The water dragon is a diurnal, semi-aquatic, arboreal, tropical lizard of Asia and Australia. If you’re considering buying a water dragon, here are some facts about this lizard.
Size and Longevity
Most adults usually reach 16 inches in length – the tail counting for half to two-thirds of the length - but some can reach up to 3 feet in length. They can live up to 11 years.
Water dragons are less aggressive and more placid than green iguanas, although they are prone to intense spurts of speed. They also are smaller and more manageable than green iguanas, but like most diurnal lizards they require a spacious vivarium with high quality lighting and heating.
This species is active but usually timid. They may attempt to flee when disturbed. Water dragons can sometimes be intolerant to other animals, so it’s recommended to keep either a pair (male and female) or a maximum of a male and two females, together in a single vivarium.
Housing and Environment
In the wild, water dragons live in humid, sub-tropical to tropical forests, wooded streams and rocky littoral.
One to two water dragons can be kept in a 5 1/2-foot by 3-foot by 3-foot vivarium, but larger enclosures permit landscaping, a bigger water pool and overall better aesthetics of the setup. The vivarium should be high enough to install branches so the lizard can bask under a heat lamp or spotlight during the day.
These lizards are semi-aquatic and need a large water area in their enclosure, covering preferably at least a third of the floor. The water should be maintained at 77 degrees. In most cases general vivarium heating will be sufficient, but an aquarium heater or a heat mat placed under the water container, can be used. The pool of water also will provide high humidity, which is essential for these lizards.
For hygienic reasons, line the floor with granulated bark or Reptile Carpet. Replace the floor covering every couple weeks, depending on contamination. In addition to the branches, provide boxes, pieces of bark or hollow tree parts for hideouts.
Water dragons will try to escape from an unsuitable environment or evade dominant cage-mates. They do not seem to perceive glass, screen, or other clear material as a barrier and might hurt their nose by attempting to escape through these surfaces. Creating a visual barrier – putting tape across the glass – might help them see these obstacles and avoid injury.
Water dragons are mainly carnivorous, feeding on a variety of invertebrates, small mammals, birds, lizards, frogs, and on rare occasions, fruits and plant matter. In captivity they should be fed insects – crickets, locusts and wax worms – and the occasional pinky mice. Offer them a dark green lettuce a couple times per week (NO ICEBERG or SPINACH)
All insects should be nutrient “gut loaded” by feeding a commercial insect food or a mix of crushed fish pellets and calcium supplement, with a slice of potato for moisture. In addition, insects should be thoroughly dusted with a high calcium supplement immediately prior to feeding. It is wise to vary the food items to avoid potential nutrient excesses or deficiencies and multivitamins can be added to the dusting formula once or twice a week.
Juveniles should be fed the same diet as the adults, making sure smaller food items are used. As they grow they may accept some fruits, as well as pink mice. Juveniles should be fed every day, while adults can be fed every other day or two to three times a week.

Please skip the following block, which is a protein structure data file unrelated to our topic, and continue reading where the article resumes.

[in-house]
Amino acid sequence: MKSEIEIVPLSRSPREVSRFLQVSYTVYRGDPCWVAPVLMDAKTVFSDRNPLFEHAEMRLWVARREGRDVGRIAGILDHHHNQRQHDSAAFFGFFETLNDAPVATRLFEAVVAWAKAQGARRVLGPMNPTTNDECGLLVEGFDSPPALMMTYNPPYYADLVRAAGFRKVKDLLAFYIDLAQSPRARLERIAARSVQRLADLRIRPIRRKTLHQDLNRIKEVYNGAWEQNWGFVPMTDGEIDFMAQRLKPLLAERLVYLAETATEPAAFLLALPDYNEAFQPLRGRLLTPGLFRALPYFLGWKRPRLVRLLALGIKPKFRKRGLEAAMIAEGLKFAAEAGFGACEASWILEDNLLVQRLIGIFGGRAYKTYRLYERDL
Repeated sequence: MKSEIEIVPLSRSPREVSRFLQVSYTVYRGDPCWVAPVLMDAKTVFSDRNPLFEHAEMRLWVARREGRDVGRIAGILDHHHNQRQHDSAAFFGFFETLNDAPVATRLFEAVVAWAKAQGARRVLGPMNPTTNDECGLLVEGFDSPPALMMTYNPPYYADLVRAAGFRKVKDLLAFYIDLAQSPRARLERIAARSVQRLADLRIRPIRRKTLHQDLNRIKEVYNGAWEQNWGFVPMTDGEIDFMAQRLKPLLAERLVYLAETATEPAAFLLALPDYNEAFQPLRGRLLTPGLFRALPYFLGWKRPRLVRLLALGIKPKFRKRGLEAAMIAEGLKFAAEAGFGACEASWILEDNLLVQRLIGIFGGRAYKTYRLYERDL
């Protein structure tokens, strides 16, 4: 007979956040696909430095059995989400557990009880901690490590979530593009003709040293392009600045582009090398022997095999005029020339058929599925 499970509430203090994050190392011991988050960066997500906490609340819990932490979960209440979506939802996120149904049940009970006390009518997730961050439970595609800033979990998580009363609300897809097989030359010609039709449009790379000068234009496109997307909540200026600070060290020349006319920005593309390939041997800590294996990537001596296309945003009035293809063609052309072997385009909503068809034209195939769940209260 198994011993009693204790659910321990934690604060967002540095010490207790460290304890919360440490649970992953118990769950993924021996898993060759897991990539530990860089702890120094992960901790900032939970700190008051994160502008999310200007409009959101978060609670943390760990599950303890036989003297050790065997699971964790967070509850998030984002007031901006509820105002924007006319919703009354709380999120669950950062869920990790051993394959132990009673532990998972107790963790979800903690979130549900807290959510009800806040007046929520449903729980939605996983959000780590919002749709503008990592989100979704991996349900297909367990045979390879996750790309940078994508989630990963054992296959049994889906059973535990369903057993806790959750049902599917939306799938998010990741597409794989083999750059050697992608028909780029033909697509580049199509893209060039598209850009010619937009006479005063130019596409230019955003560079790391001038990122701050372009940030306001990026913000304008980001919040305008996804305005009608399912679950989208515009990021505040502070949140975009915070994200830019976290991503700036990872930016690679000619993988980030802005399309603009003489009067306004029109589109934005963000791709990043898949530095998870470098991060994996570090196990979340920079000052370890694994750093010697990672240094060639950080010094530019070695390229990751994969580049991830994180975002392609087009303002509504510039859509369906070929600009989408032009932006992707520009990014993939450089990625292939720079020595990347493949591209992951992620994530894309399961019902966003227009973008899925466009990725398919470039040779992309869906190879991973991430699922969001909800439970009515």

Temperature and Humidity
Heat should be provided by a undertank heater and a daytime heat lamp. These should be screened in order to prevent any contact burns with the water dragon.
The diurnal temperature variation is vital for proper digestion and assimilation of food and general health. A daytime temperature gradient of 77 to 86 F, with a basking area of 90 to 95 F, should be lowered to 72 to 77 F at night.
Humidity of 80 percent is required for at least part of the day. If the large water area does not create enough humidity in the vivarium, regular spraying can help. Never reduce ventilation to increase humidity.
The recommended photoperiod is 12 to 14 hours of light and 10 to 12 hours of darkness. Ideally, provide access to unfiltered sunlight, but if this is not possible, provide a full spectrum light source, which must be placed within 12 inches of the basking sites and replaced every six months for juveniles or 12 months for adults.
Males are larger than the females, and their dorsal crest is more developed. Although both sexes possess pre-femoral pores, they are much more developed in the mature male. A hemipenal bulge also can be seen at the base of the tail in mature males.
Sexual maturity can be reached at one year of age. Breeding usually occurs during the winter and early spring. Males in breeding condition will become brightly colored from golden-yellow to deep orange on the chin, chest and side of the head. The female water dragon can lay up to five clutches of eggs in one season, each clutch containing 10 to 15 eggs.
An egg-laying container should be placed in a remote area of the vivarium for egg laying. The eggs are best incubated on damp vermiculite at 82 to 86 F and the babies should hatch between 60 and 101 days. Neonates measure around 6 inches in length at birth. Their care is similar to the adults. They should be raised in groups and fed on insects dusted with mineral supplements and given access to unfiltered sunlight or broad-spectrum, artificial lighting